Making a Statement
Most recent news stories about Mayfair focus on how it’s changing. Mount Street, once a commercial backwater, now hosts Britain’s chief fleet of fashion flagships and international designer powerhouses. Waves of overseas money are buying up former English aristocrats’ homes on Rex Place and Balfour Mews. “In the last 10 years the number of antique shops and galleries in Mayfair has fallen,” observes Jamie Sinai. “Nevertheless London as a whole remains a strong centre for antiques.” Indeed sometimes it’s hard to keep track of what fair is when. Bada, Battersea, Lapada, Olympia and best of all, Masterpiece. There are still a few art and antique galleries on Mayfair’s South Audley Street including Mayfair Gallery and Sinai and Sons. The former was started by Jamie’s Iranian born father; the latter, his uncle.
“My dad set up Mayfair Gallery over 40 years ago,” explains Jamie. “Prior to that he gained a wealth of experience in the hustle and bustle of Jaffa. That’s where he first traded in collectibles and antiques before moving to London. Dad put his entrepreneurial spirit and international experience to good use by establishing Mayfair Gallery.” Jamie sees the core business as adding to the extensive inventory, providing professional art and design advice, maintaining a good shop front and attracting serious customers. It’s successful. “My dad has a great eye for new pieces. He looks for unique well made pieces showing quality artistry and craft.” Jamie oversees the day to day running of the Gallery alongside his younger brother. His English born mother also works in the family business. “We all muck in!” Stock is mainly 19th century with some earlier, some later pieces.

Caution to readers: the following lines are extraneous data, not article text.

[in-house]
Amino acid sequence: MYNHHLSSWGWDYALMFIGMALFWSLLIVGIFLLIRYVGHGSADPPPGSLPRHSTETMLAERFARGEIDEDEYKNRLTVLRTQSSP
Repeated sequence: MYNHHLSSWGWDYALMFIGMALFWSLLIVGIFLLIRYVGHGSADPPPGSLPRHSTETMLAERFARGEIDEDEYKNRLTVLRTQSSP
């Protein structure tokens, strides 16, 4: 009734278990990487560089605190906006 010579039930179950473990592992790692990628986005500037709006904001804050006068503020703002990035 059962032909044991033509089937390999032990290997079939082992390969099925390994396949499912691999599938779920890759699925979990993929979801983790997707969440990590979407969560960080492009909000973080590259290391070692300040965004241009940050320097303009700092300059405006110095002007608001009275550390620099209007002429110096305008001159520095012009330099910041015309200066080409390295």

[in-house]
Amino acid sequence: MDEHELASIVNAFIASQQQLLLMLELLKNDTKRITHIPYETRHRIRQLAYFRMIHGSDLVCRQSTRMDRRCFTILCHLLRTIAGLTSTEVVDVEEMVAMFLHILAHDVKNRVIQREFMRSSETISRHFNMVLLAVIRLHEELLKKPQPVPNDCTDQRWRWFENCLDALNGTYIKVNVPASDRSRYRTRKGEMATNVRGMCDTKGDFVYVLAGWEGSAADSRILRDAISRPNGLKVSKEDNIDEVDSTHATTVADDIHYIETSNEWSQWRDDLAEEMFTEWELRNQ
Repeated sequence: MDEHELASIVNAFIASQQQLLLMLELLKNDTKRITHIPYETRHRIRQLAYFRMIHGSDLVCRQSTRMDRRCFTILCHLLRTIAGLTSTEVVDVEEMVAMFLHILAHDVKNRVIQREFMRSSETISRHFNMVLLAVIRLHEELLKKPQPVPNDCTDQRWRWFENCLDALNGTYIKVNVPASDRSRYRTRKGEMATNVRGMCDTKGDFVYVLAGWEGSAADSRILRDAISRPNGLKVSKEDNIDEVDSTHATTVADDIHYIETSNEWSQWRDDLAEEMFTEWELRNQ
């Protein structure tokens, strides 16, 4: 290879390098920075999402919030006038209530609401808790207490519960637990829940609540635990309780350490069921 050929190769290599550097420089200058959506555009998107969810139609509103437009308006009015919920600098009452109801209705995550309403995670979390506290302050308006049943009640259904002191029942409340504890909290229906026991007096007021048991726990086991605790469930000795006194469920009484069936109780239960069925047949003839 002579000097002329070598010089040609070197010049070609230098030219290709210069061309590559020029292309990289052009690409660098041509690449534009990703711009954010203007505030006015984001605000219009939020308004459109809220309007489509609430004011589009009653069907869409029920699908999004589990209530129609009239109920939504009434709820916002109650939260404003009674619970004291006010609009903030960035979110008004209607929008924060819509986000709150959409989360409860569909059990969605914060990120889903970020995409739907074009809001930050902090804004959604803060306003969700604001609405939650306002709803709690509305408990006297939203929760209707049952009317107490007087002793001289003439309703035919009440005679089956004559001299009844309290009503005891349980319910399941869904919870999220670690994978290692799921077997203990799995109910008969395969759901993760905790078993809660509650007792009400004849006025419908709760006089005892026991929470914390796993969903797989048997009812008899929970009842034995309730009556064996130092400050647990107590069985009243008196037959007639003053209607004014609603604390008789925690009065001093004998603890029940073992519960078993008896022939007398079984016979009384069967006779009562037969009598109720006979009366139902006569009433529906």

The internationalisation of world cities has affected business. “We do still have some UK buyers,” he says, “but the main interest is from overseas. We’re starting to see more Chinese and Indian customers. The US was strong at one point, in the Eighties and Nineties, but less so now. The Middle East continues to do well.” So far, so good. Jamie’s role at the Gallery, though, is to take it forward into the next decades of the 21st century, to move into new areas. Holding regular exhibitions – the most recent was on the Impressionists – is one innovation. Gallery as shop as gallery. The website features a 360 degree tour of the interior which is linked to the Google Street View of South Audley Street. Virtual shopping at its integrated best. “One of my challenges is to communicate to people yes we’re high end but we also sell smaller pieces at a medium price point.”
“It’s a slow changing industry compared to others,” Jamie reckons. “That’s not always a bad thing but it takes time to implement change. The auction houses have embraced change better.” His wider mission is to alter the way people view antiques, to make them more relevant, more appealing to the younger generation. “I like placing really fine antiques into very contemporary settings. Overly traditional interiors can be cluttered and overwhelming. On the other hand, minimalist rooms are often cold and lacking. Bringing the best of the two together you get a very nice harmony. I want to try and promote that style and look, to celebrate the vibrancy of antiques in a new context.”
Jamie started working life as an auditor for PriceWaterhouseCoopers. It sounds a world away from art and antiques but he believes it equipped him with an outsider’s insight into the industry. “Clients ranged from small retailers right up to FTSE 100 companies. It was a real eye opener into how businesses are run.” He believes it will take time to change the public’s perception of antiques. “Taste is definitely cyclical. It’s driven by the media. Right now, everyone is being swept along by the big craze for technology. Look at the queues outside stores when a new smartphone is released! There’s not much individuality but that will come back.” He reckons people will get bored of spending money purely on functional items and will start looking for belongings with character. “For me, it is very exciting to continue to explore new ways of promoting antiques.” Jamie Sinai is a breath of fresh air in an industry in danger of becoming stale. It’s time to say goodbye to safe greige interiors and hello to statement antiques.